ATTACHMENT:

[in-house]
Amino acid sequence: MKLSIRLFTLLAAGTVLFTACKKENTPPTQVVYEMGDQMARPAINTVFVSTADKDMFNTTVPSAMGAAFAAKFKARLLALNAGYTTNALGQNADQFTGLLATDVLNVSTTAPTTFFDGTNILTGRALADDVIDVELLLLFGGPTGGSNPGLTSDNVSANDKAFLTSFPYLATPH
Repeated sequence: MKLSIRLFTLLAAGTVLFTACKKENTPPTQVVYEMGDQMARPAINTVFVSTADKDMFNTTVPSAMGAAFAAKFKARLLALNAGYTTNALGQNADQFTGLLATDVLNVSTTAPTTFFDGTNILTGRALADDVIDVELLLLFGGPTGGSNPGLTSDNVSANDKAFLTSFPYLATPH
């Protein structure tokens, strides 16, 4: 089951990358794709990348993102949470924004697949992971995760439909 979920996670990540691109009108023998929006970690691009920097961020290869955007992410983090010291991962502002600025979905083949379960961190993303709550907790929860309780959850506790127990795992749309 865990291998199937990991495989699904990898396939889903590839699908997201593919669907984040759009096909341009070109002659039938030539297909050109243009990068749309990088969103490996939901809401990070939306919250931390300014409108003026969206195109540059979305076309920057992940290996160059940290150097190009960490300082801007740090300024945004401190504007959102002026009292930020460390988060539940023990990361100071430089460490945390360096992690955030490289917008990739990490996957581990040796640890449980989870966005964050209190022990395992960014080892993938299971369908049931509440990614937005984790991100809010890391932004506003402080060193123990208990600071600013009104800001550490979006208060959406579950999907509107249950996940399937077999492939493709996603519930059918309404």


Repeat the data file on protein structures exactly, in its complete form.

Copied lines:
[in-house]
Amino acid sequence: MKLSIRLFTLLAAGTVLFTACKKENTPPTQVVYEMGDQMARPAINTVFVSTADKDMFNTTVPSAMGAAFAAKFKARLLALNAGYTTNALGQNADQFTGLLATDVLNVSTTAPTTFFDGTNILTGRALADDVIDVELLLLFGGPTGGSNPGLTSDNVSANDKAFLTSFPYLATPH
Repeated sequence: MKLSIRLFTLLAAGTVLFTACKKENTPPTQVVYEMGDQMARPAINTVFVSTADKDMFNTTVPSAMGAAFAAKFKARLLALNAGYTTNALGQNADQFTGLLATDVLNVSTTAPTTFFDGTNILTGRALADDVIDVELLLLFGGPTGGSNPGLTSDNVSANDKAFLTSFPYLATPH
């Protein structure tokens, strides 16, 4: 089951990358794709990348993102949470924004697949992971995760439909 979920996670990540691109009108023998929006970690691009920097961020290869955007992410983090010291991962502002600025979905083949379960961190993303709550907790929860309780959850506790127990795992749309 865990291998199937990991495989699904990898396939889903590839699908997201593919669907984040759009096909341009070109002659039938030539297909050109243009990068749309990088969103490996939901809401990070939306919250931390300014409108003026969206195109540059979305076309920057992940290996160059940290150097190009960490300082801007740090300024945004401190504007959102002026009292930020460390988060539940023990990361100071430089460490945390360096992690955030490289917008990739990490996957581990040796640890449980989870966005964050209190022990395992960014080892993938299971369908049931509440990614937005984790991100809010890391932004506003402080060193123990208990600071600013009104800001550490979006208060959406579950999907509107249950996940399937077999492939493709996603519930059918309404």